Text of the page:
HR Glossary for HR Professionals

Glossary of the most common HR terms and acronyms to assist professionals navigating the ever-growing and ever-changing world of HR terminology.

Health Savings Account (HSA)

What is a Health Savings Account (HSA)?

A health savings account (HSA) is a personal bank account with significant tax advantages that can be used by an individual to pay for medical expenses, typically on high-deductible health insurance plans. A wide variety of banking institutions around the country offer these types of accounts to single users and families.

How Do HSAs Work?

People with HSAs need to be enrolled in a compatible, high-deductible health plan (HDHP) to properly utilize their benefits. They can then use the money from their HSAs for qualified medical expenses, which can be determined by reviewing the HDHP. 

Additionally, unlike most flexible spending accounts (FSAs), the funds in HSAs are automatically rolled over year after year and can be used indefinitely so long as the purchase is a qualified medical expense. This is particularly attractive for younger, healthy individuals who don’t utilize the sum of their yearly contributions by the time the term resets.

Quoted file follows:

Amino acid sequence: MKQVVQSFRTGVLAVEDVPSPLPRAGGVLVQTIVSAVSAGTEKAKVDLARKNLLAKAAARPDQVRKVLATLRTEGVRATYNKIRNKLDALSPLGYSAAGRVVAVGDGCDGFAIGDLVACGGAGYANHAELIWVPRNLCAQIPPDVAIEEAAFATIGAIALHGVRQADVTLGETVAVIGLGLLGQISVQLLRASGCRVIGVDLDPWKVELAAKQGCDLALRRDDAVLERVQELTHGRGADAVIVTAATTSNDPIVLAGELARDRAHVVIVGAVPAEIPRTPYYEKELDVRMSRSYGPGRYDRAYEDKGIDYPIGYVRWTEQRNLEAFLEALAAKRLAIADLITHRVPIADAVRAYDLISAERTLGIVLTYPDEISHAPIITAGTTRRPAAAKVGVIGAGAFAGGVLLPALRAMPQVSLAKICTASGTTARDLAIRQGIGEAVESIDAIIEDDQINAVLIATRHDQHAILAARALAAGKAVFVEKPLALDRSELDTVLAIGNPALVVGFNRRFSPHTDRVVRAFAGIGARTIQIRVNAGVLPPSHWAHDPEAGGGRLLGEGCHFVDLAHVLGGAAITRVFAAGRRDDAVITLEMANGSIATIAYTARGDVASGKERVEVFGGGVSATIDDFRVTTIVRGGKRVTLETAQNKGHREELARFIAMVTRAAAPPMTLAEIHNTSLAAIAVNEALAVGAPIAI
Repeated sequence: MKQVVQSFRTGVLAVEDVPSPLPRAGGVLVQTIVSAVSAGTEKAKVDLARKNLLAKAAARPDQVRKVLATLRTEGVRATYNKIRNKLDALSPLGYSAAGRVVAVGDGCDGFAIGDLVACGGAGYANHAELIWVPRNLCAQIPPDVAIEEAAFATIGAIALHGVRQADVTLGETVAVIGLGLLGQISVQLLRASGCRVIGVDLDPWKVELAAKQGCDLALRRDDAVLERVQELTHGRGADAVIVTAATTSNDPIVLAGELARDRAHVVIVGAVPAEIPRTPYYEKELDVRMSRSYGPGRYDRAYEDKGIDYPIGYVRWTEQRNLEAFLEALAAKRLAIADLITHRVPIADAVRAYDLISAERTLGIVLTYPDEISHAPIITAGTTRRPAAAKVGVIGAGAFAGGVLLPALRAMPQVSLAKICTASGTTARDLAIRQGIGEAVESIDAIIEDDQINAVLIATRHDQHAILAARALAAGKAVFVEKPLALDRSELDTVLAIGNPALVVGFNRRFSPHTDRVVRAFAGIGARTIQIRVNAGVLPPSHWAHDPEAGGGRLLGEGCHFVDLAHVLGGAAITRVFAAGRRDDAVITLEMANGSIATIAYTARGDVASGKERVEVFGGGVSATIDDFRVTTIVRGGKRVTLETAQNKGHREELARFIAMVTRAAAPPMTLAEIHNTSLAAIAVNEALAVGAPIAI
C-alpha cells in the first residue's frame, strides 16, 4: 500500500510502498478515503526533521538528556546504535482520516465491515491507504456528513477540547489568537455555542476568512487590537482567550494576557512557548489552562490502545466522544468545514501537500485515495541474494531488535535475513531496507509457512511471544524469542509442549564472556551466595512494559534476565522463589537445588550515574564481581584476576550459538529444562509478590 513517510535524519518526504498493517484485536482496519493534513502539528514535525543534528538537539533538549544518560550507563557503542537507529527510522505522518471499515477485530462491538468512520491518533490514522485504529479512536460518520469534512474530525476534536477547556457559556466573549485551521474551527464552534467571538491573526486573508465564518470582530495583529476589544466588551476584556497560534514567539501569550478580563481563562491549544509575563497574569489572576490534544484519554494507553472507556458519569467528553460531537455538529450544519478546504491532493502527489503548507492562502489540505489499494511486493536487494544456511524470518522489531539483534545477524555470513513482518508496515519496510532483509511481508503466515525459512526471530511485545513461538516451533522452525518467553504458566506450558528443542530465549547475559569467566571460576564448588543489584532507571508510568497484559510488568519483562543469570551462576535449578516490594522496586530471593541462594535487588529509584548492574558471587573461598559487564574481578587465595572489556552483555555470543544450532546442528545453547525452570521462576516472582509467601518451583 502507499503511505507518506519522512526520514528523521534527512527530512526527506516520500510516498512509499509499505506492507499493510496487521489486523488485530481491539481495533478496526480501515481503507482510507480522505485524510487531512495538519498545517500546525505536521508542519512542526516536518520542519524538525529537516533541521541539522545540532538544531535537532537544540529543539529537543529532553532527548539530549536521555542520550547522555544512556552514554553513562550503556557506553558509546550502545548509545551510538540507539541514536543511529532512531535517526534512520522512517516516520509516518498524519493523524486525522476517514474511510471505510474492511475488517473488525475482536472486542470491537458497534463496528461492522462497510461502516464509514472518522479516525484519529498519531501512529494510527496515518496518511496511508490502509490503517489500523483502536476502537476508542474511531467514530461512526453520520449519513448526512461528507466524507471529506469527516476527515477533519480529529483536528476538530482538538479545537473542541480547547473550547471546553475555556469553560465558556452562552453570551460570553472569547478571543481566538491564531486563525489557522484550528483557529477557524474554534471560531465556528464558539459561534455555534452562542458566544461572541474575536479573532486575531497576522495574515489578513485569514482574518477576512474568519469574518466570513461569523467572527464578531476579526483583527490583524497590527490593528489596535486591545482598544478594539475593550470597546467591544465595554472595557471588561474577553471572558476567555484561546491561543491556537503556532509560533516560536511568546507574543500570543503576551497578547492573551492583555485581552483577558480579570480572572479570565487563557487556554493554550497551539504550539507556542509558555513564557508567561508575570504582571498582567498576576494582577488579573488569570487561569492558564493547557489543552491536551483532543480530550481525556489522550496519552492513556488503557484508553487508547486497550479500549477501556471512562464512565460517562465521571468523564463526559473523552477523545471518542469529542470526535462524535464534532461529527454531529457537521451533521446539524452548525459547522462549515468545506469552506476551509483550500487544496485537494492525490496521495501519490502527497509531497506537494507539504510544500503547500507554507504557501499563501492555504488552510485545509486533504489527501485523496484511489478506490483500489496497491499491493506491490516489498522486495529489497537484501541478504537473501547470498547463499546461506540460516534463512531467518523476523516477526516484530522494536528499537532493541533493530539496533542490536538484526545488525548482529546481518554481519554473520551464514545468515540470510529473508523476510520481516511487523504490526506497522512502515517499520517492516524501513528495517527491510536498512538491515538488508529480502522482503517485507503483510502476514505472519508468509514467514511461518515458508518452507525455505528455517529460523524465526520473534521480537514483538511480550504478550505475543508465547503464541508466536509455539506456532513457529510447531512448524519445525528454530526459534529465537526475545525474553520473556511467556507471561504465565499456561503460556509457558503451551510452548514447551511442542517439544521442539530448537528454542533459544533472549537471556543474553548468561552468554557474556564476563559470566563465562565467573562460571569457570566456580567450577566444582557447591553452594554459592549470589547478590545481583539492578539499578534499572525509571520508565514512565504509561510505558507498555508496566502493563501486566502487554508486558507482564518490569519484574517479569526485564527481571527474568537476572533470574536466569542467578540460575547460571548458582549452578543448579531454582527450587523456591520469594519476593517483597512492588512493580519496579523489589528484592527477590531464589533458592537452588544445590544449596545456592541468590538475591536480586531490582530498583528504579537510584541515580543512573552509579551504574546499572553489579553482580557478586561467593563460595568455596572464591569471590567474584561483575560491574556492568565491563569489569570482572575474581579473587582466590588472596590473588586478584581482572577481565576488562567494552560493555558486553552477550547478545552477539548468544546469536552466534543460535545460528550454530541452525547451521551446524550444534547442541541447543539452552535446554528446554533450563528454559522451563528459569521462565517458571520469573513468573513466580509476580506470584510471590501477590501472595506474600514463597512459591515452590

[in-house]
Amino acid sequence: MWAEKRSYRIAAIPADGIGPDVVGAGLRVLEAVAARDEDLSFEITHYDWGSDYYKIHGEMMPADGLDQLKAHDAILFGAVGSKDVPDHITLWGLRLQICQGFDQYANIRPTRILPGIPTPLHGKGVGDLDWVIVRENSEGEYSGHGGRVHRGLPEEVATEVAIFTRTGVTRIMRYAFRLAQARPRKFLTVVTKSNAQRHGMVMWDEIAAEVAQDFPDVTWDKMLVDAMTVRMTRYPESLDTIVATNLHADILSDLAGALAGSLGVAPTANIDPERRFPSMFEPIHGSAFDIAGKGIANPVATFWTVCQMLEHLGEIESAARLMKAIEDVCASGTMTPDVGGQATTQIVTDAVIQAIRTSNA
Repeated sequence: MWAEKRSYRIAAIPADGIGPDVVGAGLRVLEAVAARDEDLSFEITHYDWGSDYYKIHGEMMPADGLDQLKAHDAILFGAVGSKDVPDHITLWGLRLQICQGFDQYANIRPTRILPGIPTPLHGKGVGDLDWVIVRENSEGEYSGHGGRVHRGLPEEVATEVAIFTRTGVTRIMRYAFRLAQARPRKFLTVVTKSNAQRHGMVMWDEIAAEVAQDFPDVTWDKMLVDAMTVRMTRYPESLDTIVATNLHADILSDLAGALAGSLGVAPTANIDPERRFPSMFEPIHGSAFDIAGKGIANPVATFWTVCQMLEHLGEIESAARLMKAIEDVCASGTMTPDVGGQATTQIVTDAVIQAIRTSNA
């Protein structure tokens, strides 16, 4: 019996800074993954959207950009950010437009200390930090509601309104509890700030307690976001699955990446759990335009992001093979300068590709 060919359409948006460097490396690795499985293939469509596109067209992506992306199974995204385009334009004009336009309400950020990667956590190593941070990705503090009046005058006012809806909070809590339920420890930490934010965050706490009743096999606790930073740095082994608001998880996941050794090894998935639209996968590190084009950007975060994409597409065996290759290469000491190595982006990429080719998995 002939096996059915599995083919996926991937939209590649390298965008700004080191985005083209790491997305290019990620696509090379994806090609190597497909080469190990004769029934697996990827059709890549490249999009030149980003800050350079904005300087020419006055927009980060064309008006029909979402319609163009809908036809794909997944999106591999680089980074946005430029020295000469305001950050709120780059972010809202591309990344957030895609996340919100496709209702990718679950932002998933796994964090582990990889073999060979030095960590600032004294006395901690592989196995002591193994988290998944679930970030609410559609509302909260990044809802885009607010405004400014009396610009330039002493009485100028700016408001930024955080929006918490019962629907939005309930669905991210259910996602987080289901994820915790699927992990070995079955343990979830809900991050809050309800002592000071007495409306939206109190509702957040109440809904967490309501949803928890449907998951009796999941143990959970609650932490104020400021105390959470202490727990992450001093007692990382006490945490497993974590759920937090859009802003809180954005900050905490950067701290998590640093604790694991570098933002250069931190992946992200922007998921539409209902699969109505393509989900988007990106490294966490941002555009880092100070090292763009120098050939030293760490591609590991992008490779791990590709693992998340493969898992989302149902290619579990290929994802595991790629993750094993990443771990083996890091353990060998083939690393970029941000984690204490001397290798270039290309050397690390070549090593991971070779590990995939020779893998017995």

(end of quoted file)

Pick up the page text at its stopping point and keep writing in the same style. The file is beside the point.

Use the following resource for more differences between HSAs and FSAs.

HSA Limits

There’s a limit to the amount that a person or family can contribute to their HSA each year, as determined by the Internal Revenue Service (IRS).

When identifying these maximums—which are adjusted or affirmed each year—the agency takes into account changes in the cost of living, among a number of additional factors.

Employer and Employee HSA Contributions

Both the employer and employee may contribute to HSAs, and employees are permitted to make contributions either through automatic deposits from regular payroll deductions or through manual deposits. With the latter method in mind, full tax benefits won’t be realized until the person has filed their taxes.

According to the IRS, contributions that employers make to their employees’ HSAs “generally aren’t subject to employment taxes” and can be deducted on business income tax returns according to the year in which they were made. These contributions must be reported in box 12 of the Form W-2 filed for each employee.

Related Terms: Employee Benefits

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